So, What is VG-10 Steel, Anyway?

Knife owners these days have no shortage of quality steels to choose from. For custom and production models alike, there is a steel to fit every budget and every requirement.

In fact, there are so many steels on the market that choosing one from the dozens available at the retail counter or on a manufacturer’s website can be a task unto itself.

One fine steel you’ll see referred to regularly is VG-10. A quick perusal of most knife forums will show it to be almost universally liked. So what is VG-10 steel anyway?

VG-10 is a high-end stainless steel first produced in Japan. A high carbon stainless steel, the formula contains 15% chromium, 1.5% cobalt, 1% carbon, 1% molybdenum, and 0.2% vanadium.

Originally intended for high-end kitchen cutlery, it has subsequently found its way into a variety of knife applications, including fixed blade and folding field and tactical knives.

But formulas don’t tell us the whole story about this impressively high performing stainless steel. Keep reading to learn more about VG-10, and see if it is right for your needs.

VG-10 is a Premium “Stainless” Offering

From the beginning of its conception, VG-10 steel was originally intended as the ultimate in performance stainless steels.

In fact, the common name is an abbreviation standing for v gold 10, with gold in this case meaning gold standard, or highest possible quality. Occasionally you will see this steel referred to as v-kin-10, “Kin” meaning “gold” in Japanese.

Though this steel is overwhelmingly manufactured in Japan, and they are rightly famous for it, the steel has made market inroads into other categories besides kitchen cutlery.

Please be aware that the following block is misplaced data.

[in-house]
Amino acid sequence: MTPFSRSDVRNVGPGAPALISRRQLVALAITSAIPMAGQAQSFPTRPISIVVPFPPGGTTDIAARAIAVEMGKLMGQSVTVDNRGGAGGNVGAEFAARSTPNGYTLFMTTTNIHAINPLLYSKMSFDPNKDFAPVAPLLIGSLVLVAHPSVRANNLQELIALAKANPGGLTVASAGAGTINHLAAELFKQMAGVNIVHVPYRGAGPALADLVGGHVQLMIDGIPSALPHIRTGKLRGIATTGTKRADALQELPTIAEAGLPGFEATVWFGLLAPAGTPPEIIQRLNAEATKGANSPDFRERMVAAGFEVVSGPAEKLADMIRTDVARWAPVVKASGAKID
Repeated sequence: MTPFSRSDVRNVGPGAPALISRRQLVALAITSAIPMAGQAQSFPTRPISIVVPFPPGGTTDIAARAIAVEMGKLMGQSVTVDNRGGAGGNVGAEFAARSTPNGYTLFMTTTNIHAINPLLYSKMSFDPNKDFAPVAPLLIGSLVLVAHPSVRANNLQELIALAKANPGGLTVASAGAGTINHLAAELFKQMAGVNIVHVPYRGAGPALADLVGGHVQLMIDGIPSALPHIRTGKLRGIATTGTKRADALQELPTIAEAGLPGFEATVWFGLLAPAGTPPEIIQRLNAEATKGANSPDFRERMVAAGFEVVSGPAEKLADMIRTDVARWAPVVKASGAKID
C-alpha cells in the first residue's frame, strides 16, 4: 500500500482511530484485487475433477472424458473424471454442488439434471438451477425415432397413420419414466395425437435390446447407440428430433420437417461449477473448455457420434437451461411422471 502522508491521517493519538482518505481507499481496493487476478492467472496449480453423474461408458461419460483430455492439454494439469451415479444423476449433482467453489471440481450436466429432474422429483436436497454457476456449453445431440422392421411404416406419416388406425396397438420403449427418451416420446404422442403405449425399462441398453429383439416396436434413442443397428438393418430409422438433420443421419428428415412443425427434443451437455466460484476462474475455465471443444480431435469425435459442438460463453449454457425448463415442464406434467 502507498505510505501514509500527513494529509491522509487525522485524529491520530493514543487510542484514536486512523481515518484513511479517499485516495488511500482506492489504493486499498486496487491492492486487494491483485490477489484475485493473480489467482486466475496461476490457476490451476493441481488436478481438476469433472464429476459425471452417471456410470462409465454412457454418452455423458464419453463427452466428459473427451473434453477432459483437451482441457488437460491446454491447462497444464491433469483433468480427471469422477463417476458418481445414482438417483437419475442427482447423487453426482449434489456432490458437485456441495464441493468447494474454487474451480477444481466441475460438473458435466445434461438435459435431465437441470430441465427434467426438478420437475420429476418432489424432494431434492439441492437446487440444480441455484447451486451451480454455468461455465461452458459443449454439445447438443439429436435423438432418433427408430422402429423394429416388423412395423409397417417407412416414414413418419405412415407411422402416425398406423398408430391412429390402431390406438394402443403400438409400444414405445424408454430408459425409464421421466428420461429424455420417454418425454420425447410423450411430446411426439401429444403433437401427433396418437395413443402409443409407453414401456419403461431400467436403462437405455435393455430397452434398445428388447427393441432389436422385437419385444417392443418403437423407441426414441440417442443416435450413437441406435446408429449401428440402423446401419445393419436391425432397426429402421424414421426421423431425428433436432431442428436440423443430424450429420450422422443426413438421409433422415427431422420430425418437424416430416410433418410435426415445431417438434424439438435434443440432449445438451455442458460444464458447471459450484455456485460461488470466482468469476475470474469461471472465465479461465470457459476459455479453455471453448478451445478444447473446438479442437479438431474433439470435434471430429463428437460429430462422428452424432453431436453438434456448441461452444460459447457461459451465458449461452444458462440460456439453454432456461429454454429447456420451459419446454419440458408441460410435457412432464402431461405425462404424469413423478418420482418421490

This is because this particular steel meets or exceeds the performance characteristics of other, cheaper and more common stainless steel formulas.

It sounds like quite a boast. But when we get down to the brass tacks of cutting performance in longevity, how does VG-10 stack up?

VG-10 Offers Ideal Performance Characteristics for Many Applications.

VG-10 has much to commend it in most cutting applications. It is capable of taking on a wickedly sharp edge when honed or stopped, shows dependable corrosion resistance qualities, generally maintains an edge without chipping except under substantial abuse and all the while remains easy to sharpen or touch up.

That is quite the list of features! Whereas most stainless steels will excel in one or two categories, VG-10 seems to excel in all of them, or at least reach a very high benchmark.

Beyond even these practical considerations, VG-10 is popular among skilled artisans as well. Paying careful attention when tempering this steel can produce a laminated effect that looks very much like Damascus steel, and consisting instead of interlocking, fractal patterns.

Truly, for those people who are unwilling to separate aesthetics and raw functionality, VG-10 might well be the ultimate stainless steel. However, this high performance and tremendous beauty comes at a cost, and that cost is measured in money.

When considering a production or custom knife upgrading the blade from more common stainless to VG-10 will usually bump the price tag quite a bit.

Is the cost worth it? That’s for you to decide but I can tell you with some authority that you will rarely, if ever go wrong choosing VG-10.

Possibly the Best in Class for Kitchen and Camp Use!